Current national discourse on the tourism industry, with all the passion and diversion of views, is educative. It is a welcome trend that there is a vigorous exchange on an issue of national concern and importance and impact.
Of course, people are upset. Some of them might lose their businesses and some may need to change their careers. It is obvious from the views and arguments that, for some, it is about personal interests, which is understandable. For some, it is a general concern about an important issue, which is reassuring. And some are getting the message that Bhutan must aim high and must achieve those goals.
Emerging from the sometimes-heated debate are some illuminating perspectives on how we understand concepts. One is that we often distort the term “high-end”. For most people high-end tourism means wealthy visitors who stay in expensive luxury hotels. We forget that high-end refers to the destination, not the tourist’s bank account. It is the experience which includes the comfort of the stay, quality of services, and the excitement of seeing and learning about lives elsewhere.
This is why, when we suggest that the government invest in high-end tourism, we don’t mean building fancy restaurants and smooth roads. We mean improving the standard of education and health care, quality of transport infrastructure, managing waste – making life better. In the context of Gross National Happiness, it is the responsibility of the government to create the conditions that benefit both guests and hosts. Such conditions are created through infrastructure, the regulatory environment, and investment.
When a tourist says, “for $ 200 I can get a luxury hotel in Phuket,” it’s a verdict on Bhutanese hotels and services. It does not mean that we should lower our rates. It means that we should raise our standards. And, in today’s debate, we remember that tourism is more about the locale than the hotel.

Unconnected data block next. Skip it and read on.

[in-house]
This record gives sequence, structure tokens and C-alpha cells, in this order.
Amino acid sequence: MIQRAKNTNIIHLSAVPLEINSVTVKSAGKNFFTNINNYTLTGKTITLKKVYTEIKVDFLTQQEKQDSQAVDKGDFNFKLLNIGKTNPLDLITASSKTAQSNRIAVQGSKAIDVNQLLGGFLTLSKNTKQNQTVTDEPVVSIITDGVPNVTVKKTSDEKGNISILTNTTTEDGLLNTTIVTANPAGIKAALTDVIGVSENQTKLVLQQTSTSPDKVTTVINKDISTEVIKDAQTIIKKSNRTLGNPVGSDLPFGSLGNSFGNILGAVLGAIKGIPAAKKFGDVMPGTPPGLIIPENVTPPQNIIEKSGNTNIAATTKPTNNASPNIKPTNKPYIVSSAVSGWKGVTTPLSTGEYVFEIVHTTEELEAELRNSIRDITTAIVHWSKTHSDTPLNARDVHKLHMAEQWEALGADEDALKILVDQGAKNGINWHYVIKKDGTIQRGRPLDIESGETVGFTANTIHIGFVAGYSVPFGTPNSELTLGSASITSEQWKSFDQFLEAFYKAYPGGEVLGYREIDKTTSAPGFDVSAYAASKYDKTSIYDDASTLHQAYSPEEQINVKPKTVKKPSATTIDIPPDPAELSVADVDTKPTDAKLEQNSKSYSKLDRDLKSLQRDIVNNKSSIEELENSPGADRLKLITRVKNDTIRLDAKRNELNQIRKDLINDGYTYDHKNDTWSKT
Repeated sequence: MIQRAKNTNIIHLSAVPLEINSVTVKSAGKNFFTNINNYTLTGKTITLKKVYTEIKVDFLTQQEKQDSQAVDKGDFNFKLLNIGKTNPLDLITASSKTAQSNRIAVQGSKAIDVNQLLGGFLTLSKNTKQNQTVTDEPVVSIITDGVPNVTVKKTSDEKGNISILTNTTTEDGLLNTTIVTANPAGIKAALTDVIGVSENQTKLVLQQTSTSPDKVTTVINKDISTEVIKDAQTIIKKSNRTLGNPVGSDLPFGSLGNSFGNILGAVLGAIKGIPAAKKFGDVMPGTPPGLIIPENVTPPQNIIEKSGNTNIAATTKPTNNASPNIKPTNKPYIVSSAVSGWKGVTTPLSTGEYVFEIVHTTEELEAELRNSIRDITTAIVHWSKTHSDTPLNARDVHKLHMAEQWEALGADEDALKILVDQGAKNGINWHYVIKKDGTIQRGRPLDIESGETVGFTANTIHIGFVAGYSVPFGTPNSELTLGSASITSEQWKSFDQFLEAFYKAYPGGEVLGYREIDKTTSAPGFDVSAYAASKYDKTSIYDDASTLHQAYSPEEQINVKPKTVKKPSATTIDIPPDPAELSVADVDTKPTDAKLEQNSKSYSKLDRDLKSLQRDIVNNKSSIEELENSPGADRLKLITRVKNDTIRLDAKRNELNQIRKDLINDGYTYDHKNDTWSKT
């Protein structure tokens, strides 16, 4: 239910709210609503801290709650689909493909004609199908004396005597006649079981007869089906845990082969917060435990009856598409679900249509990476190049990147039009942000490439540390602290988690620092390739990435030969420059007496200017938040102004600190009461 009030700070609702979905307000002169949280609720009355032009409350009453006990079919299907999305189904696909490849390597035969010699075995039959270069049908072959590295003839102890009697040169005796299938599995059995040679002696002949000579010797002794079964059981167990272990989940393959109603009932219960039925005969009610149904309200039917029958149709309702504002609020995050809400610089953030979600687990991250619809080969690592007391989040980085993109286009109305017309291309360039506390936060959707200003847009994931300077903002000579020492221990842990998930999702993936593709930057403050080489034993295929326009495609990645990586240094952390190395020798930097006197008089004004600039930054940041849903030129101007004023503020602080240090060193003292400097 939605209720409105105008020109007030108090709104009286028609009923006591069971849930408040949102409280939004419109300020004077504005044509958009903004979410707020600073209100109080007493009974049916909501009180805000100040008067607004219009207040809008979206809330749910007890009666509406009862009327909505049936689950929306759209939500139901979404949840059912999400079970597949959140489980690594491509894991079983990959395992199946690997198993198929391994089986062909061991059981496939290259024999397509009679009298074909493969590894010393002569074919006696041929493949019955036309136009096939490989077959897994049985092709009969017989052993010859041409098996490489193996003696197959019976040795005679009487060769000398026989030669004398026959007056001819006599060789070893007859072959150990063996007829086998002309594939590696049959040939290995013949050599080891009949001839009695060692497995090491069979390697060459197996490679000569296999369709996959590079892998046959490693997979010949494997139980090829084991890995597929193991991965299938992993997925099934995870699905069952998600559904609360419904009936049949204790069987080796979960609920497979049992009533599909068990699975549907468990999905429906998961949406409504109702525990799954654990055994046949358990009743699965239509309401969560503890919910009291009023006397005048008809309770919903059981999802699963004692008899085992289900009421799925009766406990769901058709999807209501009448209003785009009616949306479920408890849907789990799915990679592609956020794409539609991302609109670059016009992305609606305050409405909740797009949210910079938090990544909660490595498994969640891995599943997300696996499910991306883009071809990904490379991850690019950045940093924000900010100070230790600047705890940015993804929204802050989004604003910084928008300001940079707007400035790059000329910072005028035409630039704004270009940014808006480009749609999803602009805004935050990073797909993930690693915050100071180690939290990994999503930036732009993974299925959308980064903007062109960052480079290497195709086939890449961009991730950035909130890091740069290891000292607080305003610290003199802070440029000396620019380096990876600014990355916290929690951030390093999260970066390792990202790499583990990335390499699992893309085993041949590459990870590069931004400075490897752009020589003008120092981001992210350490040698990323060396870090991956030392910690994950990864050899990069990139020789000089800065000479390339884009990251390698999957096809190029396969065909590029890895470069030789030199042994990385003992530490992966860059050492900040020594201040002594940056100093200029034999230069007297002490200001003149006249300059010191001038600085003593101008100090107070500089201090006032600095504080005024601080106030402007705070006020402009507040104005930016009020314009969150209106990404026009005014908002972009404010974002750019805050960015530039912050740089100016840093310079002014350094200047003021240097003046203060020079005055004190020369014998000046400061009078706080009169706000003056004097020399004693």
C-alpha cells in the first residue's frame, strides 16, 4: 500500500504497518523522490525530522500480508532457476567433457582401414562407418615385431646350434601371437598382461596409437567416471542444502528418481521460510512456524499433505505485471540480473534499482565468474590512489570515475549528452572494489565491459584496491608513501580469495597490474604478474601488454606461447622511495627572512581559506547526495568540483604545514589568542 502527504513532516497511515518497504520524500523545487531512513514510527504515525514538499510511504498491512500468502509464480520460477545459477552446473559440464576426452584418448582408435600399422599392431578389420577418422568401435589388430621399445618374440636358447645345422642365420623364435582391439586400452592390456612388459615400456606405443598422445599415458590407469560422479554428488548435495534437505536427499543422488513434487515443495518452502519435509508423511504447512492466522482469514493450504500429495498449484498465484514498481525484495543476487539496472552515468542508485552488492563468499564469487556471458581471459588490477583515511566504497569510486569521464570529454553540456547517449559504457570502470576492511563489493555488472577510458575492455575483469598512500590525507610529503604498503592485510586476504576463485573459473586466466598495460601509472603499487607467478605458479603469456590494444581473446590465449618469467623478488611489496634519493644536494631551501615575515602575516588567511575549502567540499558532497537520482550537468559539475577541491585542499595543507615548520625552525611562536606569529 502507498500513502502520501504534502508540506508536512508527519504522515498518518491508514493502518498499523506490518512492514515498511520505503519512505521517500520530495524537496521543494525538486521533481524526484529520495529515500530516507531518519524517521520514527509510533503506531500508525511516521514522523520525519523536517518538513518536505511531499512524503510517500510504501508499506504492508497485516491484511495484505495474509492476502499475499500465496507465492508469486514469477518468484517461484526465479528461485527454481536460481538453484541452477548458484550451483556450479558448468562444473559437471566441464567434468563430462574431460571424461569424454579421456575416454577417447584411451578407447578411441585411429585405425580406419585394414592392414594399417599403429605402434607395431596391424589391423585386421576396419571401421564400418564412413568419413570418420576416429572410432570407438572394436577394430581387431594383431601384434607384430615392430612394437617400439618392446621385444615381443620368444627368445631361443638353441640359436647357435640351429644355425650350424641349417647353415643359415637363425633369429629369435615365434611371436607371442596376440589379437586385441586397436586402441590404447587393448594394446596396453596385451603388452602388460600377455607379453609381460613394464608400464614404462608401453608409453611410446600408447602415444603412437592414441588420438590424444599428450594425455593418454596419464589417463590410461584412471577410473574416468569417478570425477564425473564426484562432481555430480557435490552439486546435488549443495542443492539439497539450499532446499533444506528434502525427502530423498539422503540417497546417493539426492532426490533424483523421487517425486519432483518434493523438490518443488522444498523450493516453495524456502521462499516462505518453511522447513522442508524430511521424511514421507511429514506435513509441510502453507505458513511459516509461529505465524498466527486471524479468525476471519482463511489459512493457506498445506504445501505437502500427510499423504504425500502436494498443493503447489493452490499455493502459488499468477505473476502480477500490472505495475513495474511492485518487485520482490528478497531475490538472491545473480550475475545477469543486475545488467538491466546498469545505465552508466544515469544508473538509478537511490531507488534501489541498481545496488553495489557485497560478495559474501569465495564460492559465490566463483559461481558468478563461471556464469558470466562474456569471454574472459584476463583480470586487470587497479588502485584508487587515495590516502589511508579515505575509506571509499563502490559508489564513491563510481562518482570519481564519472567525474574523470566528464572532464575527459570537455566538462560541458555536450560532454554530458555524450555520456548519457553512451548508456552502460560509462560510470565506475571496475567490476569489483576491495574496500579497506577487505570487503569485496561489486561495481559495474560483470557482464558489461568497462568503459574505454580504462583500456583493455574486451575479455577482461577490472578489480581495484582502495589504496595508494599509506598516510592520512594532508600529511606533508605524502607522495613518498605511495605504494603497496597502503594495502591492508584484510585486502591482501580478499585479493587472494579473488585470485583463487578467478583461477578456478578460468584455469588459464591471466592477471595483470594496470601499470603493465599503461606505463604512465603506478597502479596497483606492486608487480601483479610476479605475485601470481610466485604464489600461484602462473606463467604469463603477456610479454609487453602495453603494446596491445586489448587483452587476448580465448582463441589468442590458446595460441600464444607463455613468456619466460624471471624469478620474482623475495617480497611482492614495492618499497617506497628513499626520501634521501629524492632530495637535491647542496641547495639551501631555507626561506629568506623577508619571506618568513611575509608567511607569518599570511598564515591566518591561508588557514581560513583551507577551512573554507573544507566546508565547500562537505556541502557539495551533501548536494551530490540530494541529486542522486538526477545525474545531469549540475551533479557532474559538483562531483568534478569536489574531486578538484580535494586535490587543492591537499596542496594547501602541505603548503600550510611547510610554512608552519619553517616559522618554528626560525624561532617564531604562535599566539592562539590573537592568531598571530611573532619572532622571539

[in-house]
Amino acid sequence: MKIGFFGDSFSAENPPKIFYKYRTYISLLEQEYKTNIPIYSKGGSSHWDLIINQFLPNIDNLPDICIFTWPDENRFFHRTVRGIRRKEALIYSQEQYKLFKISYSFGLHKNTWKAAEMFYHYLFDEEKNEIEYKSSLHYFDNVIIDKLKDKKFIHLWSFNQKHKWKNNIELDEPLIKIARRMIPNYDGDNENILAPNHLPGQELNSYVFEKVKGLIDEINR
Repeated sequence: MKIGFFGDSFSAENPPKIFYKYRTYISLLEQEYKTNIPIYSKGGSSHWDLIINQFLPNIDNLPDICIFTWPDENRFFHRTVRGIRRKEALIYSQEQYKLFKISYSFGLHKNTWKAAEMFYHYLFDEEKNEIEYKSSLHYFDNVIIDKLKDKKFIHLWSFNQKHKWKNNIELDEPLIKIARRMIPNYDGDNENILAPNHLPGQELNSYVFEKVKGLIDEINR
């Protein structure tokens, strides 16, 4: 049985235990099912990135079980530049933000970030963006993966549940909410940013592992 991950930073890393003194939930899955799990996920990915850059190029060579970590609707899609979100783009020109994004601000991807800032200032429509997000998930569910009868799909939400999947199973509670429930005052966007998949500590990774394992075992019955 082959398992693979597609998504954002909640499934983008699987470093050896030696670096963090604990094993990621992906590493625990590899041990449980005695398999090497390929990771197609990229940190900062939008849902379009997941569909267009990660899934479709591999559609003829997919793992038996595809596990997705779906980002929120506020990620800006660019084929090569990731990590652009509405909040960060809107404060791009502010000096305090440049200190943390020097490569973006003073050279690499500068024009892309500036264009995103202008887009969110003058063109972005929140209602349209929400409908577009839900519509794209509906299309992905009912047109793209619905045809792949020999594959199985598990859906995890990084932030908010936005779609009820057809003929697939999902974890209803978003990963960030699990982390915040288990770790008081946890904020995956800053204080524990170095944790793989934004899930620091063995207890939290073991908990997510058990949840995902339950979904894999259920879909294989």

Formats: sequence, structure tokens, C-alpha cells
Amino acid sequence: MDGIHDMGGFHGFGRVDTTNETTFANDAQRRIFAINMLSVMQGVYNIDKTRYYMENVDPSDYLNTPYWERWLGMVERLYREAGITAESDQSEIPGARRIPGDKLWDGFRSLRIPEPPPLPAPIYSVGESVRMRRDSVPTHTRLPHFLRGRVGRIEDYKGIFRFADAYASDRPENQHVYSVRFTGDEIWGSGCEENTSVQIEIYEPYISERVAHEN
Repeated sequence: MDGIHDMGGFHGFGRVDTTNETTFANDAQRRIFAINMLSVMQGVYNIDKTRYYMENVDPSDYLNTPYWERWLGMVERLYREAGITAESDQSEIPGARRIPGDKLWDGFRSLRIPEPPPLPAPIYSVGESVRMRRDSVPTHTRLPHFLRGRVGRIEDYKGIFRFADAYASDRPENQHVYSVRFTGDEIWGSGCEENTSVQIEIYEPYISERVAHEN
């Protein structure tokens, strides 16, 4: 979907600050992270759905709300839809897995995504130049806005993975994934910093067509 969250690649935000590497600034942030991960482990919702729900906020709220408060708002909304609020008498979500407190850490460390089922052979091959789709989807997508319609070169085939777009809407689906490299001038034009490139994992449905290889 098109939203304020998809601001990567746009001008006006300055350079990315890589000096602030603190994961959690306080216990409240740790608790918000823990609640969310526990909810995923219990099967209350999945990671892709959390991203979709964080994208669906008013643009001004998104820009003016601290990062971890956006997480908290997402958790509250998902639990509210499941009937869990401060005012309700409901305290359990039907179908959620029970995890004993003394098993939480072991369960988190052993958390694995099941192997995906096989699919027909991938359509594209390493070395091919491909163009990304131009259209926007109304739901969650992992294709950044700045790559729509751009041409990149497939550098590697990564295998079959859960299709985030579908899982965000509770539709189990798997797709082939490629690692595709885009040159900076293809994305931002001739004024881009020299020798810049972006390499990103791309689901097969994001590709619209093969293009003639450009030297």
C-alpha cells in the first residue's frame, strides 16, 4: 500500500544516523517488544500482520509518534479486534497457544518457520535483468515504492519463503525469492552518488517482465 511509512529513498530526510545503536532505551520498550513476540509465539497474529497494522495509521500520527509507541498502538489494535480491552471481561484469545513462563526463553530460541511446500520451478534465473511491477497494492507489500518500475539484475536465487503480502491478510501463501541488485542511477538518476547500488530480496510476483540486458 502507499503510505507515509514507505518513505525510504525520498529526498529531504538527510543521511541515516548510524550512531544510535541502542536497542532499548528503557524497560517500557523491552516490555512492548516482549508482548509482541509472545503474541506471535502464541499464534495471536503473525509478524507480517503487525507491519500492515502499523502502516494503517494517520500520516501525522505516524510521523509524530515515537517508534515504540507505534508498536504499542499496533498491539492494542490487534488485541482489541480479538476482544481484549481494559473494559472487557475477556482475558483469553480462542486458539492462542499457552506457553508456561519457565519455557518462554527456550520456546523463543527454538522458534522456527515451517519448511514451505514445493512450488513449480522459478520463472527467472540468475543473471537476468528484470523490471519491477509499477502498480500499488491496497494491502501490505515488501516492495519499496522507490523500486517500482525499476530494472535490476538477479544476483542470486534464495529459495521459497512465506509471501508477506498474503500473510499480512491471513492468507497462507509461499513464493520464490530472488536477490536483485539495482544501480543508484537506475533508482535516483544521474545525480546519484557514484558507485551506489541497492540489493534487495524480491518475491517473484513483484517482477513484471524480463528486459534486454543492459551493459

We mean creating an environment where tourists and local residents can jog or stroll in safety, not bothered by antisocial elements or bitten by dogs. We mean quiet treks through pristine forests and not being swamped by the masses. We are also talking about the feel of a society at peace and people who are not intent on ripping-off guests. We are talking about a taxi driver or shopkeeper who takes the trouble of returning a bag left behind by a passenger or customer.
The new policy sets the stage for healthy competition among service providers. Bhutan can still aim for resorts where guests are served fresh vegetables from its own garden. When we talk about products, we are talking about what we ourselves eat and use and wear and hang on our walls. We want to elevate a market where our shops try to palm off cheap trinkets from India and Nepal as Bhutanese handicrafts.
Another issue is the perception of stakeholders in the tourism industry. Tourism is more than operators, agents, guides, hotels, and others who work in the industry. We are now reminded that Bhutan and all Bhutanese citizens have a stake in this industry. This important industry must benefit all Bhutanese, especially the sections of our population which enrich our identity. Communities like the Layaps and Brokpas and Doyas must be involved in the industry as beneficiaries and not be just photo opportunities.
Yes, we have to deal with the discomforts and stresses of change. But, hopefully, we are going through the teething problems of a new initiative to liberalise the Bhutanese tourism industry and introduce bold changes. There are many questions to be asked. While we don’t expect the average citizen to sacrifice all comforts in the interest of long-term benefits to the country, a simple way to look around us and ask ourselves: “Is this high end? What would happen if we don’t change things now?”